Just a little bit o’ precipitation

Wow, how time flies. I can’t believe Memorial Day has come and gone. After this week, I have completed 4 months of base-building and preliminary training for the Chicago Marathon. I have run 3 races (after this weekend, 4), PR’d several times, met a lot of great people, and realized that any schedule can accommodate this type of training. It’s honestly all a bit nerve-wracking when you begin to consider that you’re that much closer to the mother of all races, the marathon. My countdown app on my phone keeps ticking down to zero. Just 130 days until the big day.

This weekend I did a whole lot of nothing and a whole lot of something at the same time. My boss surprised everyone in the office with a company-wide e-mail at 11 am on Friday saying that we were free to leave around 3 pm to start the holiday weekend. Great surprise! Manny and I walked downtown and did a bit of vacation shopping. I got a cute cover-up to wear poolside, grey-slip on shoes to wear through airport security, and (finally) a pair of aviators that actually fit my face. Manny was able to find some board shorts at Nordstrom Rack too. That’s really all we’ll need once we get there right?…Bathing suits?! Yes! Friday night was random and fun. Manny and I were feeling uninspired when it came to going out that night so we decided to have people over. Our friends never seem to disappoint–it’s always a good time when you get people together that know how to have a good time. Needless to say, we didn’t get to bed at a decent time and I knew my long distance run the following day would probably not become a reality.

…And it didn’t. I spent all day Saturday lounging in the apartment, watching movies, reading a book, and thinking about absolutely nothing. Apparently it was needed because I didn’t get that ‘cabin fever’ I typically get after spending the whole day in the house (minus walking the dog briefly, of course). I was feeling a bit guilty about not going for my run that day, but I knew I’d rather be rested, hydrated, and motivated to have a good run than slosh through it toward home.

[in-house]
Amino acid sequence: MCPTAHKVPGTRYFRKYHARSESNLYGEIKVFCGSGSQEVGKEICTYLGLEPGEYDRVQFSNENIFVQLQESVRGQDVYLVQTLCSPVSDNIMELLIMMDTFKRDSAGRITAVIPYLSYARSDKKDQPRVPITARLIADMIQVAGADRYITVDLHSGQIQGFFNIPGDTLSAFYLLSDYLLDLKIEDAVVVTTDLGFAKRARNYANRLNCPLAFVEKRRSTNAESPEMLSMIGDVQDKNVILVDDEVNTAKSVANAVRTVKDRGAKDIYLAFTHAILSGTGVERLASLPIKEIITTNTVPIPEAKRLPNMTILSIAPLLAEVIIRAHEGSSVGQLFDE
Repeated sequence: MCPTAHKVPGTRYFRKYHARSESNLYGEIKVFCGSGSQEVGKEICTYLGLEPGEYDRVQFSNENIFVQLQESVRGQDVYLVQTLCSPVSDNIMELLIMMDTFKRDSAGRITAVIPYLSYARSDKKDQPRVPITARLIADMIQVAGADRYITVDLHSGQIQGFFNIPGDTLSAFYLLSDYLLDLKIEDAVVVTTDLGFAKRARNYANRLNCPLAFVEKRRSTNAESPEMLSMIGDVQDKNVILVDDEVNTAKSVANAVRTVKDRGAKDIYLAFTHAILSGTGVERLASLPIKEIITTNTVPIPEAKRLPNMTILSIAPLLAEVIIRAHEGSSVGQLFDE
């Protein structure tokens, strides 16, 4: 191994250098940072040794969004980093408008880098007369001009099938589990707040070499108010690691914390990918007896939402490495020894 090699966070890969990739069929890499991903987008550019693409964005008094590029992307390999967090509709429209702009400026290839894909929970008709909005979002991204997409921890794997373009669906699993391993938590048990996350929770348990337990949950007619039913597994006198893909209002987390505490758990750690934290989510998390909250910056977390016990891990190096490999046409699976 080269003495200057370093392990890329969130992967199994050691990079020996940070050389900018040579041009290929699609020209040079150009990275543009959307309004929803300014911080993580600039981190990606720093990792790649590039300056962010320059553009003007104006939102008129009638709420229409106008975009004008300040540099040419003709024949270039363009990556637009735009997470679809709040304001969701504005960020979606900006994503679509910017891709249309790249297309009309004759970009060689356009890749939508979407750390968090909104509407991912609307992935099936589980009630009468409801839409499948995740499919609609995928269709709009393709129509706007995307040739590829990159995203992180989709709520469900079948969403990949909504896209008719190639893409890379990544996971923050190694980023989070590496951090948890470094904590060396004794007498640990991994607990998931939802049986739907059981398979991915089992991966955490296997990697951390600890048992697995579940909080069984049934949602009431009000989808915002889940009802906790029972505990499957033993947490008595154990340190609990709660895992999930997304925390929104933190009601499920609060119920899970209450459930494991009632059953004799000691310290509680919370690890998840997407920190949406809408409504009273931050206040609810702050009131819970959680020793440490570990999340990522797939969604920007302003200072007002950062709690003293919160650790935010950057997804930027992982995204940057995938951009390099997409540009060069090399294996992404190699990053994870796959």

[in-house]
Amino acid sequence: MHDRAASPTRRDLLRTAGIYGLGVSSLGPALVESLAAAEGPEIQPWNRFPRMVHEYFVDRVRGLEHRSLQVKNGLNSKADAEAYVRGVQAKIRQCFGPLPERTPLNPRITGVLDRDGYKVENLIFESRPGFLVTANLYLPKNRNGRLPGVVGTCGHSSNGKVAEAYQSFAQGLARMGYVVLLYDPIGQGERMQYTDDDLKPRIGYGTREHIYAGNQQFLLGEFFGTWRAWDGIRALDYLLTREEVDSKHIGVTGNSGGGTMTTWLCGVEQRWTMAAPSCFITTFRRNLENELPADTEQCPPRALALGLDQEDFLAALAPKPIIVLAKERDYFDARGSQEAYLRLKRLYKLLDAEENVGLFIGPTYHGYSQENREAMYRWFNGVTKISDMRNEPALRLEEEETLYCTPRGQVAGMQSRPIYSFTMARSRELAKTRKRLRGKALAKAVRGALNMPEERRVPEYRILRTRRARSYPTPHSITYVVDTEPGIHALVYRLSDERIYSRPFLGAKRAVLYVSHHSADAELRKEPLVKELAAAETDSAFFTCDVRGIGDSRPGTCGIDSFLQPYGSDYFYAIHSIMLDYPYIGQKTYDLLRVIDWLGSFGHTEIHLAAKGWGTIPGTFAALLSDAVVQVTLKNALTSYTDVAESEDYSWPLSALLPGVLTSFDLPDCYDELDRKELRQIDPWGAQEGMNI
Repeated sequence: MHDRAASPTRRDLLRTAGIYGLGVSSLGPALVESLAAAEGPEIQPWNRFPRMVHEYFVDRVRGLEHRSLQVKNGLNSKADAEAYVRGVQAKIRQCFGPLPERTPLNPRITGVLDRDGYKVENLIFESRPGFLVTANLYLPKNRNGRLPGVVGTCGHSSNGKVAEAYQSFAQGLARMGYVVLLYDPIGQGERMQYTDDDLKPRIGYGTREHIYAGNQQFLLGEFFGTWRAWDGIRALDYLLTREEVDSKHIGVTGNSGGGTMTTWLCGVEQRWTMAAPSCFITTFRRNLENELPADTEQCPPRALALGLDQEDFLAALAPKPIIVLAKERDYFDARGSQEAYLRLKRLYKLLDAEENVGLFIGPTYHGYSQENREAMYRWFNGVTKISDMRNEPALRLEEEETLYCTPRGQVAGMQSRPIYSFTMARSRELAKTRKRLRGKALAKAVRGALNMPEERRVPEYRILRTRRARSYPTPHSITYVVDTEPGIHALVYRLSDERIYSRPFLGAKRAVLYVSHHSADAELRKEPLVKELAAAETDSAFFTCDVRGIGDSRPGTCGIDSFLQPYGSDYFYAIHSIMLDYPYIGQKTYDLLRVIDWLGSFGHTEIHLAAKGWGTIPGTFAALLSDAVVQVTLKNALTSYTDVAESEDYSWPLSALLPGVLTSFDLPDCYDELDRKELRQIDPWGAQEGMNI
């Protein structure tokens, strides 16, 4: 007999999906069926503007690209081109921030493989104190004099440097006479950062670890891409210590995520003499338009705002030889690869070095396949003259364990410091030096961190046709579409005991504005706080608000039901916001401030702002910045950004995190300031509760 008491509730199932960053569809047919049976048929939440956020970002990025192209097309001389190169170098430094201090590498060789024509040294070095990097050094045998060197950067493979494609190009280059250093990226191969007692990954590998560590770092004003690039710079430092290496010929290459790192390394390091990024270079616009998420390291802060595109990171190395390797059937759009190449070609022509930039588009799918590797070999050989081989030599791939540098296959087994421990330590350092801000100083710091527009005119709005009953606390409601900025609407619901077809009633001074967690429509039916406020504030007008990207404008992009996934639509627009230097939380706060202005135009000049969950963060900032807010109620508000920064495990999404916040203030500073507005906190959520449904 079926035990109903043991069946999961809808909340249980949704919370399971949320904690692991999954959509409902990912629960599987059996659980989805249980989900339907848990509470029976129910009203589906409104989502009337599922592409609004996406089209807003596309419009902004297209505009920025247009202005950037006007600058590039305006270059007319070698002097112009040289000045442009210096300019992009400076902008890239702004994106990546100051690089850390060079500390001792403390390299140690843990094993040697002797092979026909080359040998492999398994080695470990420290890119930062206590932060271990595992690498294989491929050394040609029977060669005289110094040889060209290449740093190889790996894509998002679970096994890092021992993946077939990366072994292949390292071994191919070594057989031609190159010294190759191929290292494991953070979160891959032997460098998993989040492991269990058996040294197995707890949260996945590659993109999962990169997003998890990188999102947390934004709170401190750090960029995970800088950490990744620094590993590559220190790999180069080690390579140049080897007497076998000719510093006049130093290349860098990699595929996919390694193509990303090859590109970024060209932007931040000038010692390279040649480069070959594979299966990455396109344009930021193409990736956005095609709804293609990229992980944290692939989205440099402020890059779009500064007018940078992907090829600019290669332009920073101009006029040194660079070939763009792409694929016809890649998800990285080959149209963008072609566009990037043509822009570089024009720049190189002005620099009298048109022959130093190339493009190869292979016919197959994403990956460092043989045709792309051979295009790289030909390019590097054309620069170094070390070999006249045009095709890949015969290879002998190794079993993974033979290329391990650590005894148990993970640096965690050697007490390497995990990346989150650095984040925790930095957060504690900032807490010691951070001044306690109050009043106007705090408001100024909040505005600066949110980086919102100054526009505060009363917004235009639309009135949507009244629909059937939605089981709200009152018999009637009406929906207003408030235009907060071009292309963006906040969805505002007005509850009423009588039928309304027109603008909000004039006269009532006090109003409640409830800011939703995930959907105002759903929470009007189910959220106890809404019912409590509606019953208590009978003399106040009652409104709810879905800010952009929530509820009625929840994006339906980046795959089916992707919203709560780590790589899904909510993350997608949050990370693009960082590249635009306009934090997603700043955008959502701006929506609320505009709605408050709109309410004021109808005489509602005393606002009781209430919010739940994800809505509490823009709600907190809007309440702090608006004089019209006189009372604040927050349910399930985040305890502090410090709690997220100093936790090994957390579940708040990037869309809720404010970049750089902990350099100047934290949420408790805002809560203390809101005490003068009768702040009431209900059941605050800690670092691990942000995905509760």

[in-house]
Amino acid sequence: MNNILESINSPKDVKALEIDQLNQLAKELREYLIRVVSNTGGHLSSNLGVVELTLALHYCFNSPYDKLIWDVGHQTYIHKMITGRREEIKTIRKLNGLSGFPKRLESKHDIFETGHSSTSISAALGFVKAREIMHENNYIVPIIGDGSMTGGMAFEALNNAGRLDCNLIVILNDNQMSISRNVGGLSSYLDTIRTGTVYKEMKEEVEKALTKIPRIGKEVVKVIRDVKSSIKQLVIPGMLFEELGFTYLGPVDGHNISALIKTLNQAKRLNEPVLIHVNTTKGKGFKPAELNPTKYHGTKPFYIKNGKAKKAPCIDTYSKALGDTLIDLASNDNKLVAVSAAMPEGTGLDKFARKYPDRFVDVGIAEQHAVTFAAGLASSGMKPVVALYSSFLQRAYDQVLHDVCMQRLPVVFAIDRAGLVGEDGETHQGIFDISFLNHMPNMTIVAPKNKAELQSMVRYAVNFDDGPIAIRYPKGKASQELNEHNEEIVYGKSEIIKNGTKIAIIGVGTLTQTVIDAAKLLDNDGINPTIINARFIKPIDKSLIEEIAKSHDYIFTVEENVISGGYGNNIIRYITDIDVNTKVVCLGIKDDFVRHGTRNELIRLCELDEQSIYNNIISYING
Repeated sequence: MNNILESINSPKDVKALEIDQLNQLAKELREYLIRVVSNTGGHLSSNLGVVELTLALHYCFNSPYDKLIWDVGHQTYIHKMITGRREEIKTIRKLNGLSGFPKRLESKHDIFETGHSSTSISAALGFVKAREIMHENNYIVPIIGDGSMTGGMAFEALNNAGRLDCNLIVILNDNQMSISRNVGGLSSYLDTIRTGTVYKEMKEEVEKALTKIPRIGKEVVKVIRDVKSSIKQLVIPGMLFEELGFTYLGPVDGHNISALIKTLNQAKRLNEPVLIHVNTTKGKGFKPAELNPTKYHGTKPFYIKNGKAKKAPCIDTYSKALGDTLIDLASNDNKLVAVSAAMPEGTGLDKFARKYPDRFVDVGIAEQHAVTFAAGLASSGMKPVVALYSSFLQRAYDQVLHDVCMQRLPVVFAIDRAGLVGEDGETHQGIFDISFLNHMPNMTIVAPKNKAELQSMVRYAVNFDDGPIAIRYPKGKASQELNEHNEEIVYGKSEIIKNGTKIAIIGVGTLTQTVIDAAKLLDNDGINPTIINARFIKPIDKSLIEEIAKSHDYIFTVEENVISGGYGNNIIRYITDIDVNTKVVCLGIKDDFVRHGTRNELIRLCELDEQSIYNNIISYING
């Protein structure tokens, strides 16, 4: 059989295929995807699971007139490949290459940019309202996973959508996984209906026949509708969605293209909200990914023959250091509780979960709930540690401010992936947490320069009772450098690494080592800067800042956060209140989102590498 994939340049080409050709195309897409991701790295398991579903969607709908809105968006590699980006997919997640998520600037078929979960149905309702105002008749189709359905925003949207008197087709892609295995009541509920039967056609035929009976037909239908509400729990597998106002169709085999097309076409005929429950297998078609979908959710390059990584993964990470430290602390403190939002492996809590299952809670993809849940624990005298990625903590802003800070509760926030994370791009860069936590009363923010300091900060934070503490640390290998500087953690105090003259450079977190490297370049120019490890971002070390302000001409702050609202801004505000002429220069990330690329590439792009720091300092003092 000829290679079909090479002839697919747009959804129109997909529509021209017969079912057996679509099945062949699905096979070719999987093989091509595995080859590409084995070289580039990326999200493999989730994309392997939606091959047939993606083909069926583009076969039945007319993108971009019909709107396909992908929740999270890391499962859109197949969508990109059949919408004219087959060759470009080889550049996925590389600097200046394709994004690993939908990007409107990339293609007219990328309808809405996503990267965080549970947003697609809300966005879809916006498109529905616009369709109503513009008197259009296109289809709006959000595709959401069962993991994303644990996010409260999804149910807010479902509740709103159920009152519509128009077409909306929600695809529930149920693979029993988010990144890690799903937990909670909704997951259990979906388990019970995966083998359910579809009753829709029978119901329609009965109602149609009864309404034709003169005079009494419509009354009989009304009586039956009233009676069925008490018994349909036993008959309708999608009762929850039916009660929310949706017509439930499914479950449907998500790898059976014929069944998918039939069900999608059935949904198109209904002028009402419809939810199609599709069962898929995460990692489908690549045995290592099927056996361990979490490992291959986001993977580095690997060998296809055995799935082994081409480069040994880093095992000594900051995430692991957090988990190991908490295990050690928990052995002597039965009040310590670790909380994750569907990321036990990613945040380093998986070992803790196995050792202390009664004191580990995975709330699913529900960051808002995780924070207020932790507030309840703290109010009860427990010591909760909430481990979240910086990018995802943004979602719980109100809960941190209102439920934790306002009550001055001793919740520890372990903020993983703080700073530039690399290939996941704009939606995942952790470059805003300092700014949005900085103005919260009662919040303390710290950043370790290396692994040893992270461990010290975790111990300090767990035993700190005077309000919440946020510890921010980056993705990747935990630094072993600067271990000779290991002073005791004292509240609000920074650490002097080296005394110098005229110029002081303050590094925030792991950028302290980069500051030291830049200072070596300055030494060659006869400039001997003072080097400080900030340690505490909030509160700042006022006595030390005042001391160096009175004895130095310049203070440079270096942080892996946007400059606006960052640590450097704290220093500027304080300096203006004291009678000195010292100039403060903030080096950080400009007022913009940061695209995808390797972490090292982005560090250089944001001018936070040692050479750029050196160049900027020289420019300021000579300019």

Well, I guess you get what’s coming to you because I spent Sunday morning trying to time my run perfectly in order to avoid severe thunderstorms. After checking the radar and fueling up, I left the house at noon hoping to finish before the really bad part of the storm was to hit at 2 pm. I knew I’d be running through the rain, but I honestly didn’t mind. I love running in the rain and didn’t want to wait to run in the evening (or take a chance on the rain continuing throughout the day). Five minutes after I left the house, the thunderstorm warning sirens sounded. My plan was to run at least 12 miles–approximately 2 mile warm-up, 3 sets of 5ks at an increasing pace, and a 2 mile cooldown. Looking back on it, 12 miles was probably a bit overzealous considering I have another half marathon this weekend. And luckily, Mother Nature knew what was up because I ran into torrential rain just about halfway through the run. This was not a sprinkle–a sprinkle I can handle. I can probably handle even a steady rain and feel pretty good. But this, this was something else entirely. Rain was hitting me sideways, puddle jumping was no longer worthwhile, and I felt like my body weighed 10 pounds more because of all the rain soaked into my clothes. There were rivers flowing across the sidewalk on the Lakeshore Trail and I knew it probably wasn’t wise to go the entire distance, so I made a beeline for the Roosevelt station to find shelter. To get there, I ran under the overpass near Museum Campus. There must have been 100+ people standing there waiting for the rain to stop so that they could spend the day at the museum. And for some reason, right then, the adrenaline kicked in. I took my headphones out of my ears, started to high kick it through the “river” I was running through, and shouted :


These people must have thought I was absolutely insane. But I kind of like that feeling. I looked like a wet dog after that run, but I honestly could care less. It was invigorating and motivating to know that I’m still crazy enough to run like a maniac. And besides, the rain made me run faster.


Inspiration Friday: Week 1

Yesterday I came across the inspirational video and highlight reel of the Chicago Marathon 10.10.10. If you are a runner, strive to ‘become’ a runner, or love the atmosphere that the marathon brings to the city, I suggest you watch it here. But be sure to have some Kleenex ready because you might just shed a tear or two.

Side note: the runners themselves aren’t the only ones to cry during or after a race. I’ve experience a lot of emotion watching loved ones run and my twin sister confessed to me yesterday that she cried when she saw me run by her during my first half marathon. There are probably countless reasons to shed a tear in this situation, but I have a feeling it all boils down to feelings of pride–whether it be for your own hard work or for others’.